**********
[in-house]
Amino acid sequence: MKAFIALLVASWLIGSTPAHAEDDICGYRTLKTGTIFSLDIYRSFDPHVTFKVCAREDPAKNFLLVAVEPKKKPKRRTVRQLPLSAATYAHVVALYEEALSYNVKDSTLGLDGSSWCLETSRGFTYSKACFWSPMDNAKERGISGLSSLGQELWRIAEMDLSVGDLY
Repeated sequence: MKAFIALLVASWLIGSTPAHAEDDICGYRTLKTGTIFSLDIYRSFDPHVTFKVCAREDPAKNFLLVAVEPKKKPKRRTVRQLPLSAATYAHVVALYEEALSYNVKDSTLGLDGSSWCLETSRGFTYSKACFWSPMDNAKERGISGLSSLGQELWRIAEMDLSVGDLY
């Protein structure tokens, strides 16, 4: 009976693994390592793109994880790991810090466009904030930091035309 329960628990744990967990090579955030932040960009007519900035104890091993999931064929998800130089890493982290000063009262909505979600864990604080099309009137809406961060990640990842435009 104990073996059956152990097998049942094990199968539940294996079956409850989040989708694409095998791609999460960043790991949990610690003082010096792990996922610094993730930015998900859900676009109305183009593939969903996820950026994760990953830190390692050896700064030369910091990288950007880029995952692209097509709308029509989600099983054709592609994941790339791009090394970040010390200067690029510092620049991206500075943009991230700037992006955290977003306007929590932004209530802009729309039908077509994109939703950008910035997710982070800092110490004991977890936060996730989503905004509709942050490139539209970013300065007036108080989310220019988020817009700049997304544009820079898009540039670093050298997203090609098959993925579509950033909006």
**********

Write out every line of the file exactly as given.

[in-house]
Amino acid sequence: MKAFIALLVASWLIGSTPAHAEDDICGYRTLKTGTIFSLDIYRSFDPHVTFKVCAREDPAKNFLLVAVEPKKKPKRRTVRQLPLSAATYAHVVALYEEALSYNVKDSTLGLDGSSWCLETSRGFTYSKACFWSPMDNAKERGISGLSSLGQELWRIAEMDLSVGDLY
Repeated sequence: MKAFIALLVASWLIGSTPAHAEDDICGYRTLKTGTIFSLDIYRSFDPHVTFKVCAREDPAKNFLLVAVEPKKKPKRRTVRQLPLSAATYAHVVALYEEALSYNVKDSTLGLDGSSWCLETSRGFTYSKACFWSPMDNAKERGISGLSSLGQELWRIAEMDLSVGDLY
């Protein structure tokens, strides 16, 4: 009976693994390592793109994880790991810090466009904030930091035309 329960628990744990967990090579955030932040960009007519900035104890091993999931064929998800130089890493982290000063009262909505979600864990604080099309009137809406961060990640990842435009 104990073996059956152990097998049942094990199968539940294996079956409850989040989708694409095998791609999460960043790991949990610690003082010096792990996922610094993730930015998900859900676009109305183009593939969903996820950026994760990953830190390692050896700064030369910091990288950007880029995952692209097509709308029509989600099983054709592609994941790339791009090394970040010390200067690029510092620049991206500075943009991230700037992006955290977003306007929590932004209530802009729309039908077509994109939703950008910035997710982070800092110490004991977890936060996730989503905004509709942050490139539209970013300065007036108080989310220019988020817009700049997304544009820079898009540039670093050298997203090609098959993925579509950033909006």